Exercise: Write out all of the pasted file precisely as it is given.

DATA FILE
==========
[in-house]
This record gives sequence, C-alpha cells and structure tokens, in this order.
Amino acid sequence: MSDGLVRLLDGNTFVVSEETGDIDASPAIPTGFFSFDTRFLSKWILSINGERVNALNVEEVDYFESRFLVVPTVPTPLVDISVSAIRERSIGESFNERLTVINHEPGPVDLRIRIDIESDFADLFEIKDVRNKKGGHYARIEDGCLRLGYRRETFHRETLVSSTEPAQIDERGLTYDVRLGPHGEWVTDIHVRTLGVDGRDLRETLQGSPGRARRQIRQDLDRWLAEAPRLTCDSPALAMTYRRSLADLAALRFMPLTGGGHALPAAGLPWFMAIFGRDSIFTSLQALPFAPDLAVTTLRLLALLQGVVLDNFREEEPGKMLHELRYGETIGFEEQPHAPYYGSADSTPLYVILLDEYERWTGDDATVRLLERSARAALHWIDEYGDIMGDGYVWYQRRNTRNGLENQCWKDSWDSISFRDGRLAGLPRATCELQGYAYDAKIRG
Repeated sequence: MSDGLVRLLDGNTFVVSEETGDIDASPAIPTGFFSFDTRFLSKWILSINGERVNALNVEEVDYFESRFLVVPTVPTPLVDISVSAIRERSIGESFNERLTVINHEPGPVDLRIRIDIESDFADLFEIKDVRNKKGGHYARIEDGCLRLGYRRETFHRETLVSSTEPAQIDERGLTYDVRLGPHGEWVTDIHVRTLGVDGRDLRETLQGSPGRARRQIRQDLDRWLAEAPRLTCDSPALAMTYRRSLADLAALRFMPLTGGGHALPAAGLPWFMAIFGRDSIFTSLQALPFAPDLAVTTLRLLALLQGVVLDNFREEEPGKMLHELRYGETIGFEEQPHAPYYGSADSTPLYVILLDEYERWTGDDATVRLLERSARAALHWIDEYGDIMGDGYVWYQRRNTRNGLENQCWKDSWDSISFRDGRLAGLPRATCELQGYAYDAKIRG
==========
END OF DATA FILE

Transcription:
[in-house]
This record gives sequence, C-alpha cells and structure tokens, in this order.
Amino acid sequence: MSDGLVRLLDGNTFVVSEETGDIDASPAIPTGFFSFDTRFLSKWILSINGERVNALNVEEVDYFESRFLVVPTVPTPLVDISVSAIRERSIGESFNERLTVINHEPGPVDLRIRIDIESDFADLFEIKDVRNKKGGHYARIEDGCLRLGYRRETFHRETLVSSTEPAQIDERGLTYDVRLGPHGEWVTDIHVRTLGVDGRDLRETLQGSPGRARRQIRQDLDRWLAEAPRLTCDSPALAMTYRRSLADLAALRFMPLTGGGHALPAAGLPWFMAIFGRDSIFTSLQALPFAPDLAVTTLRLLALLQGVVLDNFREEEPGKMLHELRYGETIGFEEQPHAPYYGSADSTPLYVILLDEYERWTGDDATVRLLERSARAALHWIDEYGDIMGDGYVWYQRRNTRNGLENQCWKDSWDSISFRDGRLAGLPRATCELQGYAYDAKIRG
Repeated sequence: MSDGLVRLLDGNTFVVSEETGDIDASPAIPTGFFSFDTRFLSKWILSINGERVNALNVEEVDYFESRFLVVPTVPTPLVDISVSAIRERSIGESFNERLTVINHEPGPVDLRIRIDIESDFADLFEIKDVRNKKGGHYARIEDGCLRLGYRRETFHRETLVSSTEPAQIDERGLTYDVRLGPHGEWVTDIHVRTLGVDGRDLRETLQGSPGRARRQIRQDLDRWLAEAPRLTCDSPALAMTYRRSLADLAALRFMPLTGGGHALPAAGLPWFMAIFGRDSIFTSLQALPFAPDLAVTTLRLLALLQGVVLDNFREEEPGKMLHELRYGETIGFEEQPHAPYYGSADSTPLYVILLDEYERWTGDDATVRLLERSARAALHWIDEYGDIMGDGYVWYQRRNTRNGLENQCWKDSWDSISFRDGRLAGLPRATCELQGYAYDAKIRG